Exchange Rate of the Rupee and Purchasing Power Parity

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Exchange Rate of the Rupee and Purchasing Power Parity Author(s): Ashok K. Nag and Amit Mitra Reviewed work(s): Source: Economic and Political Weekly, Vol. 33, No. 25 (Jun. 20-26, 1998), pp. 1525-1532 Published by: Economic and Political Weekly Stable URL: http://www.jstor.org/stable/4406906 . Accessed: 02/01/2013 03:20 Your use of the JSTOR archive indicates your acceptance of the Terms & Conditions of Use, available at . http://www.jstor.org/page/info/about/policies/terms.jsp

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SPECIAL ARTICLES

Exchange

Rate

the Power

of

Rupee Parity
Ashok K Nag Amit-Mitra

and

Purchasing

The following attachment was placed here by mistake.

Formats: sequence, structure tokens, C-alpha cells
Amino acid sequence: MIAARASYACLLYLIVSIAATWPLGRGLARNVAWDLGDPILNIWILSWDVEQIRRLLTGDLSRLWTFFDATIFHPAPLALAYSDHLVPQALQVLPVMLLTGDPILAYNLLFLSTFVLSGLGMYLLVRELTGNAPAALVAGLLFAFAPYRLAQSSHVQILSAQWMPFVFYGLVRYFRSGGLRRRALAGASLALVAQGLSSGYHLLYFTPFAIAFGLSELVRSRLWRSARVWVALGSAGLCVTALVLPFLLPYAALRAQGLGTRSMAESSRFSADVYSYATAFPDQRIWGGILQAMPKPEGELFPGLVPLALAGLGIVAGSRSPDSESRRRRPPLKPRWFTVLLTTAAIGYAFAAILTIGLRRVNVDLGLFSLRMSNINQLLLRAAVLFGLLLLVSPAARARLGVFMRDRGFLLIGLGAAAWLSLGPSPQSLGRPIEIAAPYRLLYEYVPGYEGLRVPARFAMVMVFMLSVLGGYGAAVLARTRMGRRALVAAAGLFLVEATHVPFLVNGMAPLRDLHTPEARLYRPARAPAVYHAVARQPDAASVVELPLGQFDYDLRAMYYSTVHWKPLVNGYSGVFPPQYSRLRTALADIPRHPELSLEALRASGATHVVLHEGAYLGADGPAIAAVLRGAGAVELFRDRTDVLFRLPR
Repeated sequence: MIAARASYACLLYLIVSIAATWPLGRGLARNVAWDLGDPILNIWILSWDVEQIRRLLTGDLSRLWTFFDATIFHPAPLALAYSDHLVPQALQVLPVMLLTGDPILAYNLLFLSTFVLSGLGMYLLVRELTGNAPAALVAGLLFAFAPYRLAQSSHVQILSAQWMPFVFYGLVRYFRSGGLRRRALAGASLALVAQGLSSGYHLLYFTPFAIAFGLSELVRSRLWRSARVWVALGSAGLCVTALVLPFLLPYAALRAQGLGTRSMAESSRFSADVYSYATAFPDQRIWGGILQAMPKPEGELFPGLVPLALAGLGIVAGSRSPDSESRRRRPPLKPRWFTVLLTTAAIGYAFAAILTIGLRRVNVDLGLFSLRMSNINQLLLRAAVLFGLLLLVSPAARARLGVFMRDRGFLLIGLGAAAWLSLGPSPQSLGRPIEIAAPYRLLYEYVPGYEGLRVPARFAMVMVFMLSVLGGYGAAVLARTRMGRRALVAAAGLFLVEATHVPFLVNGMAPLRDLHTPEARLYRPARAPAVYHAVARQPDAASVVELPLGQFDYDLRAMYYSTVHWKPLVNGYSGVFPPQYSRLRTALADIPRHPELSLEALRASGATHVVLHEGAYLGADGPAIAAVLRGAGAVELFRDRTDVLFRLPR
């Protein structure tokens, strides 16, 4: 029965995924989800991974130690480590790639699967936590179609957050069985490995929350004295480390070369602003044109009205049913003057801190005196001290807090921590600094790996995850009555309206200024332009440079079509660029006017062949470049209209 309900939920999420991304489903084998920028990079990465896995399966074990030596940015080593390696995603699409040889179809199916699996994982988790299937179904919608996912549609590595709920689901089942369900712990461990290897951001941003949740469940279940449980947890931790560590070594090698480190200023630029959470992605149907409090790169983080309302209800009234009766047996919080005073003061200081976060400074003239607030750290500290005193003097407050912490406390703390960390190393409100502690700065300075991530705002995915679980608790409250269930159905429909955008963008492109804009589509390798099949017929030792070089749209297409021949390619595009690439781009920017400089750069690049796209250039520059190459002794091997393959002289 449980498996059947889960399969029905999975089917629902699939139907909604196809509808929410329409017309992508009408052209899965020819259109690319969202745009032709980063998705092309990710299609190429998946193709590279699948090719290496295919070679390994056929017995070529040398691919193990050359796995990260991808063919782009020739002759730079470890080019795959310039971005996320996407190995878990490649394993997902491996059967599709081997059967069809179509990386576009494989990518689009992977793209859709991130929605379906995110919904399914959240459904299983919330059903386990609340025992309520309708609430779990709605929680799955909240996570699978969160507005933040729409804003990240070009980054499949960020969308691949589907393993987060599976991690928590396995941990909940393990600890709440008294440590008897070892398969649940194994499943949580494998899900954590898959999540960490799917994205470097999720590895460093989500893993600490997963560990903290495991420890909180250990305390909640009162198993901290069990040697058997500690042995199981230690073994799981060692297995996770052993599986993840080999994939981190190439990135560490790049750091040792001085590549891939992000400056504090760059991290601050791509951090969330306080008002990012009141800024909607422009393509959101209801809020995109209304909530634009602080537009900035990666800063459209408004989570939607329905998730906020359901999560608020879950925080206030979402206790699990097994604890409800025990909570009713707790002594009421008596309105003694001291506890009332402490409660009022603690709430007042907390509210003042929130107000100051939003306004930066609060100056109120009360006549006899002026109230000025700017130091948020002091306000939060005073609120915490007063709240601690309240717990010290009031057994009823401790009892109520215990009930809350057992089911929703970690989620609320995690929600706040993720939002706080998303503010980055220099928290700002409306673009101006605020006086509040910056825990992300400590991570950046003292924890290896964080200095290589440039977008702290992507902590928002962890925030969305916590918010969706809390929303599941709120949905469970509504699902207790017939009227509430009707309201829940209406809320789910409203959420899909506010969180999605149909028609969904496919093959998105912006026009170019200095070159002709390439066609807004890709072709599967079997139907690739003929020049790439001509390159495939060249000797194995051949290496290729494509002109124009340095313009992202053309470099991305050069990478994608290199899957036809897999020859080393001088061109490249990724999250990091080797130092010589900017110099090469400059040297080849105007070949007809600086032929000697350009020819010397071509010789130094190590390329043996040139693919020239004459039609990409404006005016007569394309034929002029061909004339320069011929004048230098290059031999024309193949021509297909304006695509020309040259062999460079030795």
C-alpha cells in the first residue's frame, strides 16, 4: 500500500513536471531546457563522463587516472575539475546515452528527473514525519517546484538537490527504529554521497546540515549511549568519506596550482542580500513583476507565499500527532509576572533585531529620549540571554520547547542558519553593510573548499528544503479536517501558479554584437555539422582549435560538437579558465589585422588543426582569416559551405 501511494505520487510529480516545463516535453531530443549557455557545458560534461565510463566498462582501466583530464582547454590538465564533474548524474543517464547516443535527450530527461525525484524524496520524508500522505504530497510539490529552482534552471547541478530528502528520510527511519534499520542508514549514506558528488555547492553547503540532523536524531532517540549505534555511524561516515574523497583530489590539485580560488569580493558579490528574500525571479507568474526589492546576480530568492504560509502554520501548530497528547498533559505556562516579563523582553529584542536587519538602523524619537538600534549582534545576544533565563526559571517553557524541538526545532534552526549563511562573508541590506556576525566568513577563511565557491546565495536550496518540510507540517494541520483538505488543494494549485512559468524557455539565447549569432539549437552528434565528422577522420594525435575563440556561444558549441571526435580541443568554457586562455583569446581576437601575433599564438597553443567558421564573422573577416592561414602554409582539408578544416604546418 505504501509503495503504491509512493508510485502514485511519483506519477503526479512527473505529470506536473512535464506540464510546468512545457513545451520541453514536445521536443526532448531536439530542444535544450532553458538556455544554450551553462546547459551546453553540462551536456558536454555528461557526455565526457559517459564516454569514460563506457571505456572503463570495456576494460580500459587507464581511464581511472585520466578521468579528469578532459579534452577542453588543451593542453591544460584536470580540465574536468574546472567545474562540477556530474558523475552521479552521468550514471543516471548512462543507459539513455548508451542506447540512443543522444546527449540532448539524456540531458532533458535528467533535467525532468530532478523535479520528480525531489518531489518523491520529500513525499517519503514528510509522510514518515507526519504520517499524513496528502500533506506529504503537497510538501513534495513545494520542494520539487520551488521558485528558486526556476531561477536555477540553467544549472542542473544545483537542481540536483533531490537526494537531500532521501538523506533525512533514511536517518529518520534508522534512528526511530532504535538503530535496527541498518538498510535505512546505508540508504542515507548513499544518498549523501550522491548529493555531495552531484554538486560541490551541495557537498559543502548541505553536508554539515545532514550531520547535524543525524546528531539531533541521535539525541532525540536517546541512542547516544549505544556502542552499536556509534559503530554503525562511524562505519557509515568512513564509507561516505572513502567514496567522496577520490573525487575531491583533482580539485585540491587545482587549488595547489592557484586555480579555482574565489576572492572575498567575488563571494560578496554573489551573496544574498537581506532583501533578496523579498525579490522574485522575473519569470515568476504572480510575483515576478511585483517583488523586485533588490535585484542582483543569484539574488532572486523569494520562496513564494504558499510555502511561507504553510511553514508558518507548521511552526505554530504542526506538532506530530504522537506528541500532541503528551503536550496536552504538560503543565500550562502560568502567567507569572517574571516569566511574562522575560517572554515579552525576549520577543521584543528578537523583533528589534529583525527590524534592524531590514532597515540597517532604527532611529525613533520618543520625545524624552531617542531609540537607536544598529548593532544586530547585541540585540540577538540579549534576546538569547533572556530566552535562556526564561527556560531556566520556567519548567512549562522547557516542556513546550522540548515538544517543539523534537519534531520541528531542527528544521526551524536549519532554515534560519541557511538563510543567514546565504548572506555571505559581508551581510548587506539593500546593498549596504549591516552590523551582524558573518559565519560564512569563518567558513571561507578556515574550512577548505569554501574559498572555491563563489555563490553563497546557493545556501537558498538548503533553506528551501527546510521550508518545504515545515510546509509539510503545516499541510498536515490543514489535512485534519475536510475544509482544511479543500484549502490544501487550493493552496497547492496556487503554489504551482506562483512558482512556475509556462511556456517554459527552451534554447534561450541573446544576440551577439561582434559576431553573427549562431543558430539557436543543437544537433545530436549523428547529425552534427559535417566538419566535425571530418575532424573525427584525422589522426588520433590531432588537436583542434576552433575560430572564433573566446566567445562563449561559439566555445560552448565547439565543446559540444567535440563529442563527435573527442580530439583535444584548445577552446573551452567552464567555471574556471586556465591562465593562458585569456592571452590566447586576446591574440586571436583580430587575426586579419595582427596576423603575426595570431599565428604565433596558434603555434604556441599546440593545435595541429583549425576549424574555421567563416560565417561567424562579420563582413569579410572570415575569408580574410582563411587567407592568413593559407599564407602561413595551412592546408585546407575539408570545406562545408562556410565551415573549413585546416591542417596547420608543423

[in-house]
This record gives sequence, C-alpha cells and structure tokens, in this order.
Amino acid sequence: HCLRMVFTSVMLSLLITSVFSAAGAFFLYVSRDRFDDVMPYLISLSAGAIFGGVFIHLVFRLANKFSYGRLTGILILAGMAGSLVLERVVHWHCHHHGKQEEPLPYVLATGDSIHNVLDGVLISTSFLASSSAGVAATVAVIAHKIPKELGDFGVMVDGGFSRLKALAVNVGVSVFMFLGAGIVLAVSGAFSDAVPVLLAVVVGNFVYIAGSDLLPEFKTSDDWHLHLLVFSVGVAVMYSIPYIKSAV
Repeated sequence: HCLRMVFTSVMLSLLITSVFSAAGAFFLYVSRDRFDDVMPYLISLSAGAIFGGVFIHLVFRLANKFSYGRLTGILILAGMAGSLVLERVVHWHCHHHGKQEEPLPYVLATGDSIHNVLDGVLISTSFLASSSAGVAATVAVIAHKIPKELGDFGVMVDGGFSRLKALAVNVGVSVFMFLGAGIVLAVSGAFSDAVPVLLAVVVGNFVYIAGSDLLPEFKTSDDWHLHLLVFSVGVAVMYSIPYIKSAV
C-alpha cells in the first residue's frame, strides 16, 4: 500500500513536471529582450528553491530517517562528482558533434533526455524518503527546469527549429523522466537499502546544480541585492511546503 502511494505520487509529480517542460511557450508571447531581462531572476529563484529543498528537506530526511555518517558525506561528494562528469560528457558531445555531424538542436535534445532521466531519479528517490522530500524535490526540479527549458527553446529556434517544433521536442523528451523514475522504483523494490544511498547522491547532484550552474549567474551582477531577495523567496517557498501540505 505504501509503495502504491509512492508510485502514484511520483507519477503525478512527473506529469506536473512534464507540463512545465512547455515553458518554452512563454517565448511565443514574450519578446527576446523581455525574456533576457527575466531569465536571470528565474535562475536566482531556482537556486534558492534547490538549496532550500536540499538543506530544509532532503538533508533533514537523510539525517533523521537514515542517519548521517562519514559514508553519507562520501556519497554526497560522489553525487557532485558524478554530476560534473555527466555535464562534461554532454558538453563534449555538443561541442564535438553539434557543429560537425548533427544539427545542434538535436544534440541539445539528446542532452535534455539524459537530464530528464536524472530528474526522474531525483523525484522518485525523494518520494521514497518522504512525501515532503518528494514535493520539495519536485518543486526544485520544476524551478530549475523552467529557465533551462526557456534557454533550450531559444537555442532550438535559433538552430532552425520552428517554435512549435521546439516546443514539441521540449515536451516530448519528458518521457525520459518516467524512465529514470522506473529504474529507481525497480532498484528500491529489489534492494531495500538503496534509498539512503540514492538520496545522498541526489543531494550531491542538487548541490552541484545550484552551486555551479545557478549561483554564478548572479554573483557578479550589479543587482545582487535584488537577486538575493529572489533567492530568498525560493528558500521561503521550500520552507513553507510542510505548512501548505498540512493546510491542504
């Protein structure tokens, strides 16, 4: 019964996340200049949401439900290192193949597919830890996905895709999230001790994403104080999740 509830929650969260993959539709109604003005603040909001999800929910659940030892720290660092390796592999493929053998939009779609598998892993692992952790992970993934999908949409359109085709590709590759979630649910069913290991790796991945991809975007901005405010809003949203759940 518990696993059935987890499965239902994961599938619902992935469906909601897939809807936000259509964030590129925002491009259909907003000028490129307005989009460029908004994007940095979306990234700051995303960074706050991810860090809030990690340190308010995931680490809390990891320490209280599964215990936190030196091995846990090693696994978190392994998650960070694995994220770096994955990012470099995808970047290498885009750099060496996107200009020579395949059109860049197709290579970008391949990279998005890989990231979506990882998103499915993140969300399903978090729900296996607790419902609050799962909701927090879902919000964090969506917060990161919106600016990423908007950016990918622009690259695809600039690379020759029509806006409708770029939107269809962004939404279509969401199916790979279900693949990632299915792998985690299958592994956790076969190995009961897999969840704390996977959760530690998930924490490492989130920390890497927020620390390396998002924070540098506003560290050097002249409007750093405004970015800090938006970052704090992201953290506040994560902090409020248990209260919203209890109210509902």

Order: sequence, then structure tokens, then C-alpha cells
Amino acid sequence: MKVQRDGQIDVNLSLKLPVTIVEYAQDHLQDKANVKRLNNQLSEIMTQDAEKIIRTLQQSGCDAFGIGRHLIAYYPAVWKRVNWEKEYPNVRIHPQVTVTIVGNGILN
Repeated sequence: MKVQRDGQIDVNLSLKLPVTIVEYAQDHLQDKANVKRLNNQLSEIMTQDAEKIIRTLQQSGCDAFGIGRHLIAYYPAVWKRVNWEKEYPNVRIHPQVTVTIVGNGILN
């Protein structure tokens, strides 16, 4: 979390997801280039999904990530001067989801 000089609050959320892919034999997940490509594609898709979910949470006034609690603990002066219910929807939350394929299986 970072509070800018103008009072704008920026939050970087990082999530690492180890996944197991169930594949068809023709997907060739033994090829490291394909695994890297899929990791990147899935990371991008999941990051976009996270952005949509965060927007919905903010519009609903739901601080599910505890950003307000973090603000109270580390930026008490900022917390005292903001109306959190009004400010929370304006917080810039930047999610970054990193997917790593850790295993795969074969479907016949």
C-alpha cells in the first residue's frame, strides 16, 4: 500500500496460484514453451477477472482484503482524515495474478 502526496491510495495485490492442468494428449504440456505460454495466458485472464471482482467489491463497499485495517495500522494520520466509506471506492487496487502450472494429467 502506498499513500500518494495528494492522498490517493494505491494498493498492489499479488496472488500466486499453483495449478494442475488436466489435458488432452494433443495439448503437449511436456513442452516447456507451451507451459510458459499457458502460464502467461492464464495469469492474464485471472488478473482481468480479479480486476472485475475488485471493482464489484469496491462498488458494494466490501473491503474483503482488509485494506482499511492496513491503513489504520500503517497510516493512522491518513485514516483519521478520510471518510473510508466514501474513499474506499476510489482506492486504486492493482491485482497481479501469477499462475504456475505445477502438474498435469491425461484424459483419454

The authors examine the rupee-dollar rate, the principal exchange rate in the Indian market, in the light of the Purchasing Power Parity theory. Such an examiniation has some importantpolicy intplications. The Committee on Capital Account Convertibility has recommended a Monitoring Exchange Rate Band of ?5 per cent around the neutral REER. An intervention regime that tracks movenent in REERfrom a neutral base period rate implies that an equilibrium exchange rate can be worked out on the basis of PPP. How valid is this presumption? AS an empiricaleconomic propositionthe powerparity(PPP)theorymerely purchasing that states international pricesof traded goods and services when converted to a common currency should equalise across national boundaries.If allowances are made for the effect of tariffand non-tariff pricedistorting to barriers tradethere is no reason why law of one price(LOP)should not hold good for the tradedgoods and services at the world in traders goods level. Existenceof arbitrage marketshould ensure that. Like anothersimilarly simple and almost obviousempiricalpropositionlike Quantity Theoryof Money, PPP has been converted intoa theoryof exchangeratedetermination. Thus Cassel (1921) viewed PPP as a determinantof "true equilibrium of the There are many, however, who exchange". have questionedthe validity of the PPP as and a theoryof exchangeratedetermination accordedsome value to the doctrine only are when"disturbances mainlyof a monetary origin". Theempiricalvalidityof the PPPhas been examined extensively in the literatureon exchange rate, particularly in respect of exchangerateof developed countries. [See forexample,Edison(1987), FisherandPark (1991), Geneberg(1978), Johnson (1990), Kim(1990), Manzur(1990), Officer (1976) and Taylor (1988)]. The broad consensus that has emerged in the literaturehas been by aptlysummarised Rogoff( 1996), "While few empiricalliterateeconomists take PPP seriouslyas a short-termproposition,most instinctively believe in some variant of purchasingpower parity as an anchor for long run Real Exchange Rate". As we all know, the international currencymarketis notoriouslyvolatile and the practicalutility of a theory that provides clues only to the long-termtrendsin the marketis doubtful. In this paperwe examine the rupee-dollar rate,theprincipal exchangeratein the Indian in market the light of the PPP Theory. Such an examinationhas some importantpolicy implications.The TaraporeCommittee on Economic and Political Weekly Capital Account Convertibility has recommendedthat "the RBI should have a ExchangeRateBandof ?5.0 per Monitoring centaround NeutralREER." the Presumably, the neutralREER should relate to a period (the base period)when the exchange market is in equilibriumand PPP holds good. By...
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